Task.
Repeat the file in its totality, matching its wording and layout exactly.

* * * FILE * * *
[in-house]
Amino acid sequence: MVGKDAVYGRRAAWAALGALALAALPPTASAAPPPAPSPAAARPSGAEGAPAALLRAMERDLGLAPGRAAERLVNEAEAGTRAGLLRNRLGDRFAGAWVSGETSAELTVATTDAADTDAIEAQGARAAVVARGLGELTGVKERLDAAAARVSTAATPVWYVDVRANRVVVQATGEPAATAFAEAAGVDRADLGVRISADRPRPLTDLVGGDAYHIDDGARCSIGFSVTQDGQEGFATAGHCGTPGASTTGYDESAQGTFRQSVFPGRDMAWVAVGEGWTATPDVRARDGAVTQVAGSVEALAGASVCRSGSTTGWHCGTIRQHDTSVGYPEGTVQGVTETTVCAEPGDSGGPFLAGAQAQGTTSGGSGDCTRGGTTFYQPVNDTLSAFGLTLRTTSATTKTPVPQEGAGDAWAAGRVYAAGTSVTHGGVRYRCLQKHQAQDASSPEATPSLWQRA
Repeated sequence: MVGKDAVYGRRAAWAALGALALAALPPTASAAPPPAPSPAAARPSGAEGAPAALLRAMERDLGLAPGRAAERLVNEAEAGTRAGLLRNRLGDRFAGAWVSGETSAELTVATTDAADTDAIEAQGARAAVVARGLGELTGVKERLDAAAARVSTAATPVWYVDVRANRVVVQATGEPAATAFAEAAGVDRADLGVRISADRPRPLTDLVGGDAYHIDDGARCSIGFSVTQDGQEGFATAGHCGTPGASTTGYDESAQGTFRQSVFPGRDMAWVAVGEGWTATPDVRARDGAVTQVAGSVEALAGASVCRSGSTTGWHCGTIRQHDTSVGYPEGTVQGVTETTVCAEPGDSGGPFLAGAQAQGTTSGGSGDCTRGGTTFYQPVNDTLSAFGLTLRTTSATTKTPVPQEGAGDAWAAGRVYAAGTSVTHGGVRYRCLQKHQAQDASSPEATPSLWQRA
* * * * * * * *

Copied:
[in-house]
Amino acid sequence: MVGKDAVYGRRAAWAALGALALAALPPTASAAPPPAPSPAAARPSGAEGAPAALLRAMERDLGLAPGRAAERLVNEAEAGTRAGLLRNRLGDRFAGAWVSGETSAELTVATTDAADTDAIEAQGARAAVVARGLGELTGVKERLDAAAARVSTAATPVWYVDVRANRVVVQATGEPAATAFAEAAGVDRADLGVRISADRPRPLTDLVGGDAYHIDDGARCSIGFSVTQDGQEGFATAGHCGTPGASTTGYDESAQGTFRQSVFPGRDMAWVAVGEGWTATPDVRARDGAVTQVAGSVEALAGASVCRSGSTTGWHCGTIRQHDTSVGYPEGTVQGVTETTVCAEPGDSGGPFLAGAQAQGTTSGGSGDCTRGGTTFYQPVNDTLSAFGLTLRTTSATTKTPVPQEGAGDAWAAGRVYAAGTSVTHGGVRYRCLQKHQAQDASSPEATPSLWQRA
Repeated sequence: MVGKDAVYGRRAAWAALGALALAALPPTASAAPPPAPSPAAARPSGAEGAPAALLRAMERDLGLAPGRAAERLVNEAEAGTRAGLLRNRLGDRFAGAWVSGETSAELTVATTDAADTDAIEAQGARAAVVARGLGELTGVKERLDAAAARVSTAATPVWYVDVRANRVVVQATGEPAATAFAEAAGVDRADLGVRISADRPRPLTDLVGGDAYHIDDGARCSIGFSVTQDGQEGFATAGHCGTPGASTTGYDESAQGTFRQSVFPGRDMAWVAVGEGWTATPDVRARDGAVTQVAGSVEALAGASVCRSGSTTGWHCGTIRQHDTSVGYPEGTVQGVTETTVCAEPGDSGGPFLAGAQAQGTTSGGSGDCTRGGTTFYQPVNDTLSAFGLTLRTTSATTKTPVPQEGAGDAWAAGRVYAAGTSVTHGGVRYRCLQKHQAQDASSPEATPSLWQRA